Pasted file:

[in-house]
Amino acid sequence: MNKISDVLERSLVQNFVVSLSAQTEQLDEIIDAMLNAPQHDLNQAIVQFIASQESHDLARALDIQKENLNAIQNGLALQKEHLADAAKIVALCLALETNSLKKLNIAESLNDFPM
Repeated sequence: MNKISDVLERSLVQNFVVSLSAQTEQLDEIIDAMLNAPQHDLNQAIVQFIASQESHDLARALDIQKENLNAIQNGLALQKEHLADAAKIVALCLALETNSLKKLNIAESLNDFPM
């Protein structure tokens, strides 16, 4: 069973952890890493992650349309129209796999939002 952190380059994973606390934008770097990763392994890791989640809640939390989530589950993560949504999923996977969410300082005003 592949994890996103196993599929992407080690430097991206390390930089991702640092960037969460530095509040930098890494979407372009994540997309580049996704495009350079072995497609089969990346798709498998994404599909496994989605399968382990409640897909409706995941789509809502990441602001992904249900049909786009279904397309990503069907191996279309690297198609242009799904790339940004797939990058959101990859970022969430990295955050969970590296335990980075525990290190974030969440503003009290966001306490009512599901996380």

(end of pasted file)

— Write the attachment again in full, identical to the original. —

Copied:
[in-house]
Amino acid sequence: MNKISDVLERSLVQNFVVSLSAQTEQLDEIIDAMLNAPQHDLNQAIVQFIASQESHDLARALDIQKENLNAIQNGLALQKEHLADAAKIVALCLALETNSLKKLNIAESLNDFPM
Repeated sequence: MNKISDVLERSLVQNFVVSLSAQTEQLDEIIDAMLNAPQHDLNQAIVQFIASQESHDLARALDIQKENLNAIQNGLALQKEHLADAAKIVALCLALETNSLKKLNIAESLNDFPM
């Protein structure tokens, strides 16, 4: 069973952890890493992650349309129209796999939002 952190380059994973606390934008770097990763392994890791989640809640939390989530589950993560949504999923996977969410300082005003 592949994890996103196993599929992407080690430097991206390390930089991702640092960037969460530095509040930098890494979407372009994540997309580049996704495009350079072995497609089969990346798709498998994404599909496994989605399968382990409640897909409706995941789509809502990441602001992904249900049909786009279904397309990503069907191996279309690297198609242009799904790339940004797939990058959101990859970022969430990295955050969970590296335990980075525990290190974030969440503003009290966001306490009512599901996380």